Note that in both Figs. 2b and 2c, a "fixed" magnetic direction layer is tied to the BL side and points to the right. In various other embodiments, the "fixed" magnetic direction layer may be tied to the SL side and/or point to the left. It is worthwhile mentioning that different storage cells will exhibit back-hop under different circumstances as a consequence of manufacturing tolerances. That is, there is some spread or distribution of the various features and characteristics of the many storage cells that are manufactured into a same memory. As a consequence, whereas a first storage cell may exhibit back-hop with a particular amount of drive current and/or applied drive current time, another storage cell within the same memory may not exhibit back-hop. Further still, the amount of drive current needed to properly write a value into a cell (in terms of current amplitude and/or amount of time applied) may also vary from cell to cell. For example, a weaker drive current may be enough to "flip" a first storage cell from a first value to a second value, but may not be enough to "flip" a second storage cell from the first value to the second value.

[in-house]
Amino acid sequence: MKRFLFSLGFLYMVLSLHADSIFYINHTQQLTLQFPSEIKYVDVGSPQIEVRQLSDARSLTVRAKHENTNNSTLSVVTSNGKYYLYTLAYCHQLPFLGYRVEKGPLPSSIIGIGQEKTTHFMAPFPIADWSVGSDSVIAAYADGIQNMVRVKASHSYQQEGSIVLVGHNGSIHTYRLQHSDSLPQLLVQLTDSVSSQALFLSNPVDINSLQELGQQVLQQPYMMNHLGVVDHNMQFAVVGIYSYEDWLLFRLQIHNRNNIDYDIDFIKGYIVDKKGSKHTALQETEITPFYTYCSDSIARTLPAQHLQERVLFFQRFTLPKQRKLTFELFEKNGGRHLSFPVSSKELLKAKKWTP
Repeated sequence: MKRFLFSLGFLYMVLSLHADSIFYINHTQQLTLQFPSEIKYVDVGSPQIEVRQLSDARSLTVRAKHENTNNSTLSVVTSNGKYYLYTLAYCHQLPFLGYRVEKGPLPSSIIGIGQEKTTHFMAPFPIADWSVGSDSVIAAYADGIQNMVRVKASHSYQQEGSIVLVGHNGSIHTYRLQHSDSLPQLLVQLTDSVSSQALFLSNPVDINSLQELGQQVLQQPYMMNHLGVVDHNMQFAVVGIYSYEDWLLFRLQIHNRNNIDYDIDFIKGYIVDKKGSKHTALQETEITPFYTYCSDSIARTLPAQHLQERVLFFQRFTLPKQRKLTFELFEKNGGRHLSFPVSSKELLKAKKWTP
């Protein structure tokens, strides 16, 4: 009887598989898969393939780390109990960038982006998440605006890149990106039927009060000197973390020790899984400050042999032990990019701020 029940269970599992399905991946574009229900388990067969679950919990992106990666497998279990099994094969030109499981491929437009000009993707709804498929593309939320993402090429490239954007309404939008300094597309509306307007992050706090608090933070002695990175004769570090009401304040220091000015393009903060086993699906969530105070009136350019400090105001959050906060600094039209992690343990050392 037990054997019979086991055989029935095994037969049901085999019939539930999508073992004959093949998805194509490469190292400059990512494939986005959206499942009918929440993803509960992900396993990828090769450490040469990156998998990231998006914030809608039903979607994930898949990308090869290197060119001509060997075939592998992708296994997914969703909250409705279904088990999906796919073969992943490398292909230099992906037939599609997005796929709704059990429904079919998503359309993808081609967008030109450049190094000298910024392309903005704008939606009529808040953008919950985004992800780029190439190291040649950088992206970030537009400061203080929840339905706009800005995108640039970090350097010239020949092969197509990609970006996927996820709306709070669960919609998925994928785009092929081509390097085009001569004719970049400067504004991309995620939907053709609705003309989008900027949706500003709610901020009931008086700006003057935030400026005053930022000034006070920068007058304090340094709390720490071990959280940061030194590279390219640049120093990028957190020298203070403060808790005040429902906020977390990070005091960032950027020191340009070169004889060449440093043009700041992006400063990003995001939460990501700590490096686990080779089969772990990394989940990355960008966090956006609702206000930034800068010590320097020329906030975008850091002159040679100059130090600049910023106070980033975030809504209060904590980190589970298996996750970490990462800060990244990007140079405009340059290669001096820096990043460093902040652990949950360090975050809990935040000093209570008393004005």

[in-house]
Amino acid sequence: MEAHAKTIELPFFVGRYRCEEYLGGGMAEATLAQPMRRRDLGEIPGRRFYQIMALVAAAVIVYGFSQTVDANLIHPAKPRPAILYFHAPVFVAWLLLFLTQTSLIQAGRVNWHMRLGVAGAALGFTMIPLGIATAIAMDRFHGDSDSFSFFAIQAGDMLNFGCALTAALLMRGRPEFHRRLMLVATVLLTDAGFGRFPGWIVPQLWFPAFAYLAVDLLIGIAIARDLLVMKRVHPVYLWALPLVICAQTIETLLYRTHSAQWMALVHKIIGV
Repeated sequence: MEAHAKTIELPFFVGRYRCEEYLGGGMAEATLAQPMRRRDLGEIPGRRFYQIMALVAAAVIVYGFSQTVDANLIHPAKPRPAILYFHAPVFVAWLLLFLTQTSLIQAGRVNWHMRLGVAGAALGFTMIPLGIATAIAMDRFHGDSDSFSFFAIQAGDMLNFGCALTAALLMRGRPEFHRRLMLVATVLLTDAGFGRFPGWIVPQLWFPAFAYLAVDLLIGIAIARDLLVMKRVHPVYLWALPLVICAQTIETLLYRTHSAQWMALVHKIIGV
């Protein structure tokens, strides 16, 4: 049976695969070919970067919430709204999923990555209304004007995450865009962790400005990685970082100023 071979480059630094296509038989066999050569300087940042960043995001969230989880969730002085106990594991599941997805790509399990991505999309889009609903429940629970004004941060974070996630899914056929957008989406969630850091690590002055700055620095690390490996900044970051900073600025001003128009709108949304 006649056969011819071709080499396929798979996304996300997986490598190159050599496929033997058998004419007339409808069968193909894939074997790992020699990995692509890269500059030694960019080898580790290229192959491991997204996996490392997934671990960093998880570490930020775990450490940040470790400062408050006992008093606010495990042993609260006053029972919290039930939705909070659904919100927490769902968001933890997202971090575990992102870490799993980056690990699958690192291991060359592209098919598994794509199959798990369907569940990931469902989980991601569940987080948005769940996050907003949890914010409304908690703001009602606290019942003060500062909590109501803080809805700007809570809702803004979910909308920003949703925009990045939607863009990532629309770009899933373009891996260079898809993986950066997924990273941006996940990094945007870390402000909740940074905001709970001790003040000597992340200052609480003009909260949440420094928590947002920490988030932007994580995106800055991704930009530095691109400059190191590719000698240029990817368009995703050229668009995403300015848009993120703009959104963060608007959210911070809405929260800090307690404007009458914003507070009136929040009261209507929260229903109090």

Fig. 3 shows a write methodology that aims to avoid both of the back-hop mechanisms discussed above with respect to Figs. 2b and 2c. Recall from the discussion of Fig. 1 that a particular (e.g., same positioned) storage cell within each slice is written to when a word is written into the memory. The discussion above with respect to Figs. 2b and 2c indicated that back-hop can arise when same data is being overwritten into a storage cell or when different data is being written into a storage cell. Thus, in the case of a nominal memory write, each storage cell has the propensity to exhibit back-hop irrespective of the word that is resident in the implicated cells and the word that will be written over these same cells. The methodology of Fig. 3 seeks to eliminate the potential of both types of back-hop from the writing process.

Referring to the methodology of Fig. 3, initially the write current is set to some minimal value 301. Here, the minimal write current can be established by minimizing the write current amplitude and/or minimizing the write current time. According to one embodiment, the minimal write current is set to a level that, e.g., according to a statistical analysis from numerous storage cells, should set some approximate percentage of storage cells (e.g., 50% of storage cells should be set, 75% of storage cells should be set, etc.). After the write current is set to a minimal value, the data word that exists within the memory location targeted by the pending write address is read from the memory 302.